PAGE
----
To investigate the role of trigeminal subnucleus caudalis in neural mechanisms of irritation, we recorded single-unit responses to application of a variety of irritant chemicals to the tongue or ocular mucosa in thiopental- anesthetized rats. Recordings were made from wide dynamic range (WDR) and nociceptive-specific units in superficial layers of the dorsomedial caudalis (0-3 mm caudal to obex) responsive to mechanical stimulation and noxious heating of the ipsilateral tongue ('tongue' units) and from WDR units in ventrolateral caudalis (0-2 caudal to obex) responsive to mechanical and noxious thermal stimulation of cornea-conjunctiva and frequently also surrounding skin ('cornea-conjunctival' units). The following chemicals were delivered topically (0.1 ml) onto the dorsal anterior tongue or instilled into the ipsilateral eye: capsaicin (0.001-1% = 3.3 x 10-2 to 3.3 x 10-5 M), ethanol (15-80%), histamine (0.01-10% - 9 x 10-1 to 9 x 10-4 M), mustard oil (allyl-isothiocyanate, 4-100% = 4 x 10-1 to 10 M), NaCl (0.5-5 M), nicotine (0.01-10% = 6 x 10-1 to 6 x 10-4 M), acidified phosphate buffer (pH 1-6), piperine (0.01 1% = 3.5 x 10-2 to 3.5 x 10-4 M), serotonin (5-HT; 0.3-3% = 1.4 X 10-1 to 1.4 x 10-2 M), and carbonated water. The dose-response relationship and possible tachyphylaxis were tested for each chemical. Of 32 tongue units, 31 responded to one or more, and frequently all, chemicals tested. The population responded to 75.3% of the various chemicals tested (≤ 10 per unit). The incidence of responses was independent of the order of chemicals tested, except for capsaicin, which reduced subsequent responses. Responses to histamine, nicotine, 5-HT, and ethanol had a more rapid onset and shorter duration compared with capsaicin, acid, and mustard oil. Responses to all chemicals increased in a dose- related manner. Successive responses to repeated application decreased significantly for nicotine, 5-HT, capsaicin, and piperine. Spontaneous firing increased significantly 5-10 min after initial application of capsaicin. Of 31 corneal-conjunctival units, 29 responded to one or more chemicals, and the population responded to 65% of all chemicals tested. Responses increased in a dose-related manner for all chemicals, and successive responses decreased significantly for histamine, nicotine, ethanol, acid, and capsaicin. Responses of tongue units to histamine and nicotine were reduced significantly by ceterizine (H1 antagonist) and mecamylamine, respectively. Mecamylamine also significantly reduced responses of corneal-conjunctival units to nicotine. Different classes of irritant chemicals contacting the oral or ocular mucosa can activate individual sensory neurons in caudalis, presumably via independent peripheral transduction mechanisms. Multireceptive units with input from the tongue or cornea-conjunctiva exhibited a similar spectrum of excitability to different irritant chemicals. Such neurons would not be capable of discriminating among different chemically evoked irritant sensations but could contribute to a common chemical sense.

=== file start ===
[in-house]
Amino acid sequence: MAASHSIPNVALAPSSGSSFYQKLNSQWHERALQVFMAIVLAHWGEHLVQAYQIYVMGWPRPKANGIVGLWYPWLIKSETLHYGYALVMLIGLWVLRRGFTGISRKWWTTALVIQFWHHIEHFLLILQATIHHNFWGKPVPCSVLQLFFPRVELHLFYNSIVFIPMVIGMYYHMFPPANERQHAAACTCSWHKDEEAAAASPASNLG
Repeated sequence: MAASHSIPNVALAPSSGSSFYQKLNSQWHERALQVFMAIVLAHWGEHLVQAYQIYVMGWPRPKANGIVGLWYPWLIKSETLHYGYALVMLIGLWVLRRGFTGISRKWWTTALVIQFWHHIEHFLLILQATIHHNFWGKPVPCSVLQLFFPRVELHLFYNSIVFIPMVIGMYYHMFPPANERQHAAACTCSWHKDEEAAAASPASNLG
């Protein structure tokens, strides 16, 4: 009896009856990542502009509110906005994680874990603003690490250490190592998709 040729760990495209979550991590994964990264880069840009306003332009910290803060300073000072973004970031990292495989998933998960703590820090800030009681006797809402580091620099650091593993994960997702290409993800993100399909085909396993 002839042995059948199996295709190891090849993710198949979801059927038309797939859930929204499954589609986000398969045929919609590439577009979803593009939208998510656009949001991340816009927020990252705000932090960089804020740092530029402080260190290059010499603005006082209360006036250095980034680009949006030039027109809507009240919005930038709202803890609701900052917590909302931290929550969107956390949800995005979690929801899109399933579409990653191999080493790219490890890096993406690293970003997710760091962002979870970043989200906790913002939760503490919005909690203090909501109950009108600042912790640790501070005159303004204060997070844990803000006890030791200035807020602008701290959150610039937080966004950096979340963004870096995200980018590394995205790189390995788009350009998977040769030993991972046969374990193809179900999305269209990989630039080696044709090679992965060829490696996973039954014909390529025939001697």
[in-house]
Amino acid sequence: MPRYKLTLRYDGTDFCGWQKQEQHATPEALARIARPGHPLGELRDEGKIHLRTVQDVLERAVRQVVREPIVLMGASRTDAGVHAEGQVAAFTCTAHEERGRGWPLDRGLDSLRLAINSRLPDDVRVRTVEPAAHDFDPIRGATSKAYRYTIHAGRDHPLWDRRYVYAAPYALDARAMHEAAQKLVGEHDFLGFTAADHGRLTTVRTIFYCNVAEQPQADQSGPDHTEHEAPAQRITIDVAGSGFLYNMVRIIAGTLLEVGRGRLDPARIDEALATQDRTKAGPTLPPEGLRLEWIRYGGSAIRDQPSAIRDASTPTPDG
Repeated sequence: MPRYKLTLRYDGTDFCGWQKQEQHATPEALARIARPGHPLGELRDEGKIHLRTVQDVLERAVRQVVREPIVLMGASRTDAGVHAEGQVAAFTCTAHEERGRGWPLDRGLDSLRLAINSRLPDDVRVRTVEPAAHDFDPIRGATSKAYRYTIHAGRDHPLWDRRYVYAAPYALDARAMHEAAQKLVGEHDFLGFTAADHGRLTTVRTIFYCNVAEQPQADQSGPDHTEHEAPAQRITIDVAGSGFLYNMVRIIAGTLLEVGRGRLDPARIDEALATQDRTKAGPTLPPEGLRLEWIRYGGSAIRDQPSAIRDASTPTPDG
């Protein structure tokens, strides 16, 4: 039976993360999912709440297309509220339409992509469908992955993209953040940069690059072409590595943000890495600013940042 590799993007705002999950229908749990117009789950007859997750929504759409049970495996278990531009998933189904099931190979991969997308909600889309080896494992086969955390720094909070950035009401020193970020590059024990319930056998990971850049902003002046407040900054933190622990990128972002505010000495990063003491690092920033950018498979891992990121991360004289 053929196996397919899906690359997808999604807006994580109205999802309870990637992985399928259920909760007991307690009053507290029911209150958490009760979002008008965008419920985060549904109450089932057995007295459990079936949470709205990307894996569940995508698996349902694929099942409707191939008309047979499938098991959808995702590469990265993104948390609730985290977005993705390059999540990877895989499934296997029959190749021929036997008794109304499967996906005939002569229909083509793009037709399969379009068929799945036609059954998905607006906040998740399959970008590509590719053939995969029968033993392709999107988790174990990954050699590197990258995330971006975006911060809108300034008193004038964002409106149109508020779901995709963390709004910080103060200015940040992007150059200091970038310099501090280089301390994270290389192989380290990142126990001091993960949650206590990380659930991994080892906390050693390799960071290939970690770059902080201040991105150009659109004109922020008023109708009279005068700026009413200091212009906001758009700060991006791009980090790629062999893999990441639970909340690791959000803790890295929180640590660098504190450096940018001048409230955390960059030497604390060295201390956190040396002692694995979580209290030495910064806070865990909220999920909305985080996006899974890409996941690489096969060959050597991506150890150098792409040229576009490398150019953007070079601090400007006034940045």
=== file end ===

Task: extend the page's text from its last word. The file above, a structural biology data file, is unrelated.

|Original language||English (US)|
|Number of pages||28|
|Journal||Journal of Neurophysiology|
|State||Published - Aug 1998|
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